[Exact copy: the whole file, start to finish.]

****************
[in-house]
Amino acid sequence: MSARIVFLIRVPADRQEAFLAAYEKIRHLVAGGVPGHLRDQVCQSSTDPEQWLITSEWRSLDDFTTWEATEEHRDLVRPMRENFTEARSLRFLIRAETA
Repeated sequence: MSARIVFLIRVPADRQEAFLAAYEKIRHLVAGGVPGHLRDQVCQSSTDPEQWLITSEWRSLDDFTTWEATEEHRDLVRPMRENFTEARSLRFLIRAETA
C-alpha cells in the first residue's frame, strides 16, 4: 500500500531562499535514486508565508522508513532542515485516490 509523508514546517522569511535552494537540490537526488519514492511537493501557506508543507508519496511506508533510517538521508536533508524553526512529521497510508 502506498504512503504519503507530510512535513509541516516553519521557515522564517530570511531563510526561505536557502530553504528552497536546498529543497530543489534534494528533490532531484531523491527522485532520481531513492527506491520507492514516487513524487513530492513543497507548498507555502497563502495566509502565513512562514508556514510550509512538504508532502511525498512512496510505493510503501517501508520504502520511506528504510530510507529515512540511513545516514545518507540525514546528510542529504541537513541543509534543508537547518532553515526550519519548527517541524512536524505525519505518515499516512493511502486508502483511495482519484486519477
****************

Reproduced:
[in-house]
Amino acid sequence: MSARIVFLIRVPADRQEAFLAAYEKIRHLVAGGVPGHLRDQVCQSSTDPEQWLITSEWRSLDDFTTWEATEEHRDLVRPMRENFTEARSLRFLIRAETA
Repeated sequence: MSARIVFLIRVPADRQEAFLAAYEKIRHLVAGGVPGHLRDQVCQSSTDPEQWLITSEWRSLDDFTTWEATEEHRDLVRPMRENFTEARSLRFLIRAETA
C-alpha cells in the first residue's frame, strides 16, 4: 500500500531562499535514486508565508522508513532542515485516490 509523508514546517522569511535552494537540490537526488519514492511537493501557506508543507508519496511506508533510517538521508536533508524553526512529521497510508 502506498504512503504519503507530510512535513509541516516553519521557515522564517530570511531563510526561505536557502530553504528552497536546498529543497530543489534534494528533490532531484531523491527522485532520481531513492527506491520507492514516487513524487513530492513543497507548498507555502497563502495566509502565513512562514508556514510550509512538504508532502511525498512512496510505493510503501517501508520504502520511506528504510530510507529515512540511513545516514545518507540525514546528510542529504541537513541543509534543508537547518532553515526550519519548527517541524512536524505525519505518515499516512493511502486508502483511495482519484486519477